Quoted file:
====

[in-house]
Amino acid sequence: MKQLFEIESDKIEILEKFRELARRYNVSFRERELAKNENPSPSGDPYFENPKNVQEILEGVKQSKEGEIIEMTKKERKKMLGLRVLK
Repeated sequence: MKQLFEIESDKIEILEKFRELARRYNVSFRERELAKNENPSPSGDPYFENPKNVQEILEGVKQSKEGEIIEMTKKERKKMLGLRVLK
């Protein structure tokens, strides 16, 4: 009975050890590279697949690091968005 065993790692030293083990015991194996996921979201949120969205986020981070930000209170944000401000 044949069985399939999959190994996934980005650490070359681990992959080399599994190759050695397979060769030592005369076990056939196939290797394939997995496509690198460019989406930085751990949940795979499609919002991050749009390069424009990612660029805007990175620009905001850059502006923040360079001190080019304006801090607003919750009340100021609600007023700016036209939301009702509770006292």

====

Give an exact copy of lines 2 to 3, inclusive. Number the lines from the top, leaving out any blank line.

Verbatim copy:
Amino acid sequence: MKQLFEIESDKIEILEKFRELARRYNVSFRERELAKNENPSPSGDPYFENPKNVQEILEGVKQSKEGEIIEMTKKERKKMLGLRVLK
Repeated sequence: MKQLFEIESDKIEILEKFRELARRYNVSFRERELAKNENPSPSGDPYFENPKNVQEILEGVKQSKEGEIIEMTKKERKKMLGLRVLK